Holder was suspended for the game after a breach of the ICC’s Code of Conduct, which fined him twice as much as the players and which also also suspended him for one match.

The “crime” was all about the West Indies’ failure to bowl the requisite numbers of overs for a day during the second Test match.

The rule came into effect following a move to speed up the game. It is a rule that has been applied to all who have transgressed, and as such, it was fairly and justly applied.

In other words, no one can seriously accuse Jeff Crowe, the ICC’s man on the scene, of doing anything underhand.

While the rule is aimed at getting rid of unsporting behaviour on the field, however, or of intentional time-wasting, it is, or can be, and has been stated in this column before, tantamount to throwing out the baby in the wash-pan, or as Cricinfo’s Andrew Miller has written recently, “it is the ICC’s killjoys at work”.

Holder’s “crime” in Antigua was that he failed to get his team, a team of four fast bowlers, to bowl the required number of overs, not by bowling five or six overs short, but by bowling two overs short of the number expected.

Remembering, however, that in any jurisdiction, the penalty for any crime should mirror the offence, this penalty, for missing two overs in any situation much less in a winning one, appears totally unjustified.

Apart from that, apart from turning a winning situation into a joke, to fine the captain twice that of the players and also to ban the captain for one and the same offence smells of “double whammy”, and that also seems to be an overkill and unreasonable.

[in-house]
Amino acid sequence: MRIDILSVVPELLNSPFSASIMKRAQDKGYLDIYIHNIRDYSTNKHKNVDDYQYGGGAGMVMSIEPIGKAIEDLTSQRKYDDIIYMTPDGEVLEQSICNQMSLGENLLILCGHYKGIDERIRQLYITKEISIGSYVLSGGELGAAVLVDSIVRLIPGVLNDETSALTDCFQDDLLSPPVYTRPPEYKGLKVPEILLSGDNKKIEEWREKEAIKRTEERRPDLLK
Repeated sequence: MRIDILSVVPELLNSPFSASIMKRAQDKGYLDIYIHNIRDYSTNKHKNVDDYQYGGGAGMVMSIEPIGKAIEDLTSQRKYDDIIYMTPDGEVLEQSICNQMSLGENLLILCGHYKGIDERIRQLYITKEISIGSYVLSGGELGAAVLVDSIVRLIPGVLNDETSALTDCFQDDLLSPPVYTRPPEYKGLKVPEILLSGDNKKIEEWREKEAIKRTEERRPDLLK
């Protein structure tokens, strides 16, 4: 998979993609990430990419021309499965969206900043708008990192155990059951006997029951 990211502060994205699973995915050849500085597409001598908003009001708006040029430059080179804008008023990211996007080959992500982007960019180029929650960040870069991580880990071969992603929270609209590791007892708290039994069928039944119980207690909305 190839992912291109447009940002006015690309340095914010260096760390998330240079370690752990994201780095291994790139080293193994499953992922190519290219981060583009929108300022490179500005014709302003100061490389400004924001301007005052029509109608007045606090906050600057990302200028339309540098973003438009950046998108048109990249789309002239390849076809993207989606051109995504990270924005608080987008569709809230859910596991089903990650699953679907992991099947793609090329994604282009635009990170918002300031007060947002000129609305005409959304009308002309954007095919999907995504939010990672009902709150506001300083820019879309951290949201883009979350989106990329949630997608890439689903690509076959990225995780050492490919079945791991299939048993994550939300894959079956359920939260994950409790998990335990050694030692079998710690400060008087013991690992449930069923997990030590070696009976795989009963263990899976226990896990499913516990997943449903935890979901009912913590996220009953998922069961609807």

That is comparable to what happens in football when a goalkeeper fouls an opposing player in the box, and the referee shows him the “red card” while awarding a penalty against his team, all from one and the same incident.

And, as Suresh Menon wrote a few days ago on CricInfo: “When a Test match finishes in three days, overrate becomes irrelevant.”

The ICC should also remember that Test cricket is a long and hard game and that the speed of the game is secondary to concentration and technique and all the other things that separate it from one-day cricket and especially T20 cricket.

In Test cricket also, where the best is expected to compete against the best, would it be better, for the sake of two or three overs, to have one like, say, Kraigg Brathwaite, or John Campbell, bowl two or three overs of “lollipops” than to have Roach and company bowl two overs of real, testing pace?

On top of everything, international sport calls for the best against the best, and everything should be done to keep the best players in action throughout a contest in order to maintain the level of competition and to attract spectators to a game.

Ask any spectator what he, or she, would prefer to see. Is it bowlers like Brathwaite and Campbell bowling a few overs, especially when their team is winning, or is it bowlers like Roach, Gabriel, Joseph, and Holder himself steaming in and really letting it go?

The ICC muffed this one. Rules are rules, and the rules must apply to everyone. The rules, however, should not affect the game, and the fans in St Lucia had a right to see the best West Indies team in action in a Test match and also to see their captain, who has had a successful series as captain, bowler, fielder, and batsman in charge.

Time wasting is bad for cricket, but the ICC needs to find a better way to fight it, a way that will not rob the game of a player who is at the top of his game, is a credit to the game, one who the fans want to see, and one who they pay to see play.